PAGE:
Replacing PDFKit with Grover for Rails PDF Generation

Replacing PDFKit with Grover for Rails PDF Generation


I have been working on a long running Rails application where one of the primary pieces of functionality is the ability to export dozens of reports in PDF format. When the application was first written the PDF generation was handled by PDFKit. This Ruby gem uses wkhtmltopdf under the hood to generate PDFs from HTML.


Over the years we have encountered many issues with formatting due to wkhtmltopdf using the WebKit engine to render the HTML for conversion. Over time this led to several workarounds to allow the generated PDF to match the HTML provided. As we went through a total redesign of the UI and modernized our CSS wkhtmltopdf required more and more special treatment to allow the rendering to somewhat match what was intended. It also meant that newer CSS features, such as flexbox, were unsupported.

The wkhtmltopdf upgrade process was also slightly painful as we were using a version with a patched QT that we would need to track down and replace with every upgrade.

Grover and Puppeteer

With all of the considerations above and after developing a visualization that made heavy use of flexbox for its layout and realizing that the PDF output did not appear anything like the HTML provided we were on the search for a replacement. After another team member (Shout Out to Sam Ehlers) put together a proof of concept using Chrome Headless along with the –print-to-pdf functionality it seemed like it would be a viable option for generating PDFs of our reports. That proof of concept also came with the realization that we would need to come up with a way to present the HTML so that we could provide both landscape and portrait orientations. It also meant updating out CSS that was targeting the print media type as that was what Chrome Headless was targeting in the rendering of the export. We went looking for options that would make the process easier and finally found Grover.

Grover is a combination of a Ruby gem that you can call directly or use as middleware in your Rails application and the puppeteer npm package used to control Chrome Headless.

Since the application already had the code infrastructure built in to handle PDF generation with PDFKit we opted not to use Grover as middleware, but to call it directly, replacing the PDFKit calls that already existed.

This worked very well for the most part, keeping in mind that Chromium will try to convert any relative path into a full path, so there needed to be logic for our local development environment and production to convert any links into their fully qualified counterparts.

This was not an issue with the content of the reports themselves as they contained no links. However, in the GCP environment with IAP turned on the PDFs were missing the styling and some of the content that was rendered through javascript to the page. It turns out that when rendering the HTML, Chrome Headless was trying to follow the links to the CSS and Javascript and since it was not authenticated through IAP that content was blocked.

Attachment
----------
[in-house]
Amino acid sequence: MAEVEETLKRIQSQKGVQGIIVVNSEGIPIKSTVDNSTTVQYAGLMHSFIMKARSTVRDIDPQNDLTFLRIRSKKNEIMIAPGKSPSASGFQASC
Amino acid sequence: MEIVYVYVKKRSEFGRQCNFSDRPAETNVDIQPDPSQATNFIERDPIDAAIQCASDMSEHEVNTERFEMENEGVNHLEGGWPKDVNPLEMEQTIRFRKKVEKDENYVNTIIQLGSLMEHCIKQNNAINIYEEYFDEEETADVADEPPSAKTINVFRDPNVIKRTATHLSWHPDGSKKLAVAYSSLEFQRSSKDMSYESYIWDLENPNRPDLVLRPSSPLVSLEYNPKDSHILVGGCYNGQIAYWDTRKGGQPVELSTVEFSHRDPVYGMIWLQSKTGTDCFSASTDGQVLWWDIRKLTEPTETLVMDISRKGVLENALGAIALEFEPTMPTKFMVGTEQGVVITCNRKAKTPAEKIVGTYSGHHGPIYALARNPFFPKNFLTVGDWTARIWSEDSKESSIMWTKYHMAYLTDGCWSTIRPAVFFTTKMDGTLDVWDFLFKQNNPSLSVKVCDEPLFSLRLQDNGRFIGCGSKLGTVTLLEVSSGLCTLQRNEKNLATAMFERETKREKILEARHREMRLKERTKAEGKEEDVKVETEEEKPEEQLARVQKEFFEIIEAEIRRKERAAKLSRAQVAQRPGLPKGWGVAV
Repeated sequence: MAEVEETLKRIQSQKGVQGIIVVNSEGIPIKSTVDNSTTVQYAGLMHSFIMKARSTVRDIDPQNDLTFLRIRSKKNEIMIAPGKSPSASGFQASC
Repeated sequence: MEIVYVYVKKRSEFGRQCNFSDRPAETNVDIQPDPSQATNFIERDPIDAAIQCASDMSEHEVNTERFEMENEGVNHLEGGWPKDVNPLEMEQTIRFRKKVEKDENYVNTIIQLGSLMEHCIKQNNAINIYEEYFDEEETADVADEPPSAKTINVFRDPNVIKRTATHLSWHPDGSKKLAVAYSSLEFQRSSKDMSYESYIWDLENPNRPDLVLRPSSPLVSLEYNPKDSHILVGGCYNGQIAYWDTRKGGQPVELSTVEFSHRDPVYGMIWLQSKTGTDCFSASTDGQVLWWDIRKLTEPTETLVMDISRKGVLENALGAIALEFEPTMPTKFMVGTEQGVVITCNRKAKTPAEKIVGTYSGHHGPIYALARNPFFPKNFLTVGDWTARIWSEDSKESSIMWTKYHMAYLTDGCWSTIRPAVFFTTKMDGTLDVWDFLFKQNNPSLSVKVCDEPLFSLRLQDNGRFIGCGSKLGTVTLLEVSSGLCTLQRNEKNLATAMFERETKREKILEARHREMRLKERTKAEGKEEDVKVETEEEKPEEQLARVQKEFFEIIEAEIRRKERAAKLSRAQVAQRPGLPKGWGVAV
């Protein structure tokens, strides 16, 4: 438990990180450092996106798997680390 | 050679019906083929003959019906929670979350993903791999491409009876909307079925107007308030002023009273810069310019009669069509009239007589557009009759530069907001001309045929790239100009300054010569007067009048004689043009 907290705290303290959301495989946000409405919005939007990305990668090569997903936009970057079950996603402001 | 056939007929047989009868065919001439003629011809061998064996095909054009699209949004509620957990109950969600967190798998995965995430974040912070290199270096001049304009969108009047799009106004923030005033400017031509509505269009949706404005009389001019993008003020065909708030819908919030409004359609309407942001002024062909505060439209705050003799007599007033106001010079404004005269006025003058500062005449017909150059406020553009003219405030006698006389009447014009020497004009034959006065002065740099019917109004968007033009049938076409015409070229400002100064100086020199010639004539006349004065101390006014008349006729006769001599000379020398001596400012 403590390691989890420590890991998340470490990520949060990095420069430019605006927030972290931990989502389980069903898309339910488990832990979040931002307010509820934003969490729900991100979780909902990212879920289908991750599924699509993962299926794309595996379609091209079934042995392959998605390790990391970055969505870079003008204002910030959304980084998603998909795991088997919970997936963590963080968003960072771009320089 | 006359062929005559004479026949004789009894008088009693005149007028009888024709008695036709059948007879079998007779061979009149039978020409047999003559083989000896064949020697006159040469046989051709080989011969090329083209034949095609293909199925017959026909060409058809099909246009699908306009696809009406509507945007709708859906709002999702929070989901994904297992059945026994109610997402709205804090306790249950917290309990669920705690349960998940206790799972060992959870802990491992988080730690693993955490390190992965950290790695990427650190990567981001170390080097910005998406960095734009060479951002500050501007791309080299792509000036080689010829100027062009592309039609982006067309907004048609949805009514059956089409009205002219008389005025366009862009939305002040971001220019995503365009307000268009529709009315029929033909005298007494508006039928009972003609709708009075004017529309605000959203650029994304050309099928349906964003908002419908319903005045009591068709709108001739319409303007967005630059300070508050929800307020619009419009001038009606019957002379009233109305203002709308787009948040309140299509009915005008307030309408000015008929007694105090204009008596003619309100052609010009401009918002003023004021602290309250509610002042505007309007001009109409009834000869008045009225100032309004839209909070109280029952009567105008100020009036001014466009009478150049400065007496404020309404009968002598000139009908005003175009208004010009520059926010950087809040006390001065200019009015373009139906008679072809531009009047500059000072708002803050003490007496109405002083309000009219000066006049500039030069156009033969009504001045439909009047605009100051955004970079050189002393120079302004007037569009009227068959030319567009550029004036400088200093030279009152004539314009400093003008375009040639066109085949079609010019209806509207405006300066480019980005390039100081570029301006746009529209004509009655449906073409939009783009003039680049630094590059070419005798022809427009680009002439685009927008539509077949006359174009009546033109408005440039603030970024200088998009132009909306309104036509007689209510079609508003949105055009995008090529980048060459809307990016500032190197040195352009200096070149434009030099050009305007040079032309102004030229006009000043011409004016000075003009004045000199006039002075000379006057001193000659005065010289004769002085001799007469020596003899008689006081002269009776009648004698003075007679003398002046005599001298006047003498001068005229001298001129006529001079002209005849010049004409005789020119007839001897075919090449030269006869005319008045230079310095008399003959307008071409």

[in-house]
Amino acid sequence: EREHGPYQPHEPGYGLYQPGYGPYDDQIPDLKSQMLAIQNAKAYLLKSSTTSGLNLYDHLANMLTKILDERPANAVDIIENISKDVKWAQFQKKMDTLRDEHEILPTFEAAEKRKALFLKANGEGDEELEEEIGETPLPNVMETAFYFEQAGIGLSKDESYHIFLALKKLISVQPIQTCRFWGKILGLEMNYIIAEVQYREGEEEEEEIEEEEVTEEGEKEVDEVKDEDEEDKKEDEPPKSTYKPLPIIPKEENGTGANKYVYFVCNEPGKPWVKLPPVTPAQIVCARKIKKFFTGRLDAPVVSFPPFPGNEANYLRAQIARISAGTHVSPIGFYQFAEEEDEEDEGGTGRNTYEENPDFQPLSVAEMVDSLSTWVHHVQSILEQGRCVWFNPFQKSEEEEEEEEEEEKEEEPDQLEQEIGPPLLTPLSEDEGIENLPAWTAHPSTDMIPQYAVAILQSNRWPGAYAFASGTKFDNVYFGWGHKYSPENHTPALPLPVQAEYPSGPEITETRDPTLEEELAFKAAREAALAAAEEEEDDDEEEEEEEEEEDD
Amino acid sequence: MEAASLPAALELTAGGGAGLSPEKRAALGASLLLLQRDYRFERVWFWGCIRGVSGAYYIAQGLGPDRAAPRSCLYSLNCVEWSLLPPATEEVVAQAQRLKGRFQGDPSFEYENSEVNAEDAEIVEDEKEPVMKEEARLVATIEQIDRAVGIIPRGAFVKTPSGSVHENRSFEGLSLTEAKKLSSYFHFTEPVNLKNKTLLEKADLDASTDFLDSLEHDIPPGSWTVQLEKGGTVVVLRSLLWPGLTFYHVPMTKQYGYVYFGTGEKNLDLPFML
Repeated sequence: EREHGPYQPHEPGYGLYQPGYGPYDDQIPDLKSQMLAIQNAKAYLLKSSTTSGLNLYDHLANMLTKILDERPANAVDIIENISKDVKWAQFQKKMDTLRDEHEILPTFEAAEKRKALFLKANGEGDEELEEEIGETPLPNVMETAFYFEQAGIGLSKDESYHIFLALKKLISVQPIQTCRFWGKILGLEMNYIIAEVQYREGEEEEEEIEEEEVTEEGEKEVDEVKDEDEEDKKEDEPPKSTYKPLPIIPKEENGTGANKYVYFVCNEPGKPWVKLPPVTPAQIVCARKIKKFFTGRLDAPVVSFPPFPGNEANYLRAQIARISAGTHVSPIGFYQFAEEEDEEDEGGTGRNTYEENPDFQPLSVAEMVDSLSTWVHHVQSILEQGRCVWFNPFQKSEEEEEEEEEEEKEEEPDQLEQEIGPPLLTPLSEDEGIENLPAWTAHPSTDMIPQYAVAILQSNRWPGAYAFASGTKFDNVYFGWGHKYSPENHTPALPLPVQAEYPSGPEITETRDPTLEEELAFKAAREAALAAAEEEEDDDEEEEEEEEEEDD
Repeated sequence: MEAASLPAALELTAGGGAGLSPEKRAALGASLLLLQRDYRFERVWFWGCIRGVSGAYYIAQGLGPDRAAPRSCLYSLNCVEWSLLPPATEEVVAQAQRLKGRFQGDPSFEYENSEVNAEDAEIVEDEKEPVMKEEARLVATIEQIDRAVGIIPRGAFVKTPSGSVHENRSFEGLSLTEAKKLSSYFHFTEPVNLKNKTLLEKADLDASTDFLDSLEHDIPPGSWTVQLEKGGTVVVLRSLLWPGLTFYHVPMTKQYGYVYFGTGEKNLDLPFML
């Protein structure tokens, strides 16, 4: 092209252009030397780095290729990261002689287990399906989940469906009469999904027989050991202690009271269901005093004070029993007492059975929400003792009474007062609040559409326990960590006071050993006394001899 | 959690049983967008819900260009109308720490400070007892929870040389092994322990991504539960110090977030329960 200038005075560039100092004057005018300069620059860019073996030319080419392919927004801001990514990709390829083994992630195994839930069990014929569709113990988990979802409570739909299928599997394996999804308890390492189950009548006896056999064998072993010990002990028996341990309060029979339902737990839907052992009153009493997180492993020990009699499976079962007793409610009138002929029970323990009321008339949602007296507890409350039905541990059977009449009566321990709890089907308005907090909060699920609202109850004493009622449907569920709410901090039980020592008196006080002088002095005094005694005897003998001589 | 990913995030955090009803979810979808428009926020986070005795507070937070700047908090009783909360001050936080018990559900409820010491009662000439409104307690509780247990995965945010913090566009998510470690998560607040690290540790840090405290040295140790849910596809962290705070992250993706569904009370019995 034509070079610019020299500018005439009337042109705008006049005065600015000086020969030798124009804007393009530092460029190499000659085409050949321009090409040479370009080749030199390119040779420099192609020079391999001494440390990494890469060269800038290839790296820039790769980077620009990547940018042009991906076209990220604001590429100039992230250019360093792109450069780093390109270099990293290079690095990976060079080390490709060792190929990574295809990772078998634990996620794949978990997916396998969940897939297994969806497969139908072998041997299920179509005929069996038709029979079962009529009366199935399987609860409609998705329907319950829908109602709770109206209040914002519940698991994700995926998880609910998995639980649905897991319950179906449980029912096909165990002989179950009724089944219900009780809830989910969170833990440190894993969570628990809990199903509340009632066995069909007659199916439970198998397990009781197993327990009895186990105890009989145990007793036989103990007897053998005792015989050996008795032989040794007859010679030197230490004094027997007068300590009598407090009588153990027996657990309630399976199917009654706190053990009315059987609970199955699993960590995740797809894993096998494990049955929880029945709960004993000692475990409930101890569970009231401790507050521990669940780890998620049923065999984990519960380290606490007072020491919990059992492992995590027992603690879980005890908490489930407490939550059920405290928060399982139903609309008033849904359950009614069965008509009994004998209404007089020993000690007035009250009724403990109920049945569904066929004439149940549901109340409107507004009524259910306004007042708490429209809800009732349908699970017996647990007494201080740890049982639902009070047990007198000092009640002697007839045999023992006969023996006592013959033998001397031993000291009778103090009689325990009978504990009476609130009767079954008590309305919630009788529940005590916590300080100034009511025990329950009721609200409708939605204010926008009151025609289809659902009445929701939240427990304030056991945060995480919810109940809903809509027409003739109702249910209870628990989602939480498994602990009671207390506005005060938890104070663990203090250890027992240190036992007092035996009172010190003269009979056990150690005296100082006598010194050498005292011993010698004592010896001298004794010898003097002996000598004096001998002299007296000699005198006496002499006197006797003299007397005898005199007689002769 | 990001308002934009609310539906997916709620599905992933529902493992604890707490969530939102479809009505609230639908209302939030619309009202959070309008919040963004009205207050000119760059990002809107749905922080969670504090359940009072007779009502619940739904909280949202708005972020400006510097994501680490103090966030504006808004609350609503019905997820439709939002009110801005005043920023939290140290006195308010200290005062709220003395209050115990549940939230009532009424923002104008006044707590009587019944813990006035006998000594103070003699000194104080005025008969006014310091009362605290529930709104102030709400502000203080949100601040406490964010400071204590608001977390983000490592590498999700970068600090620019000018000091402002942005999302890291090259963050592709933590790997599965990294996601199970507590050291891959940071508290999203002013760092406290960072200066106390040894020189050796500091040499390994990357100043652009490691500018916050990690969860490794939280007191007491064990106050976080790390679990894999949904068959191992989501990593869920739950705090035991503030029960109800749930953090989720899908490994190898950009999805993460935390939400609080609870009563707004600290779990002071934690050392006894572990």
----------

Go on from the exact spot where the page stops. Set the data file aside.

The solution for this was to write a helper for the report export views that read the compiled CSS and Javascript, converted them to a Base64 encoded string and then embedded the links on the page like this:

tag(:link, rel: :stylesheet, href: "data:text/css;base64,#{base64_data}")

This allowed all of the data to be available to Chrome Headless without the need to configure any IAP access.

The configuration for Grover ended up being very similar to the example configuration provided with the exception of using wait_until: 'networkidle0' versus wait_until: 'domcontentloaded' to account for some of the javascript content taking a little longer to render.

End Results

The transition to this new approach brought about a welcome transformation in our workflow. By embracing this switch, we had the opportunity to shed a substantial portion of the previously convoluted conditional HTML and CSS formatting we had been heavily dependent on when dealing with wkhtmltopdf.

We could now embark on the development of increasingly intricate and sophisticated layouts for future reports, secure in the knowledge that the resulting PDF exports would align with our expectations.

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Comments (2)

  1. Being a heavy user of flexbox, I had to go down this path.

    The one area that has me scratching my head as colors. Be they inline or in a CSS file, in the browser they render properly, in the PDF they do not render (background in css file) or revert to black (inline).

    Simple or complex

    nothing sticks …

    did you come across this matter?

  2. Damn that one saved me for making a wrong decision and going to pdfkit.

    grover is soooooo much more fun to work with!

    Thanks a lot for your article.

    Greetings from Germany 🙂

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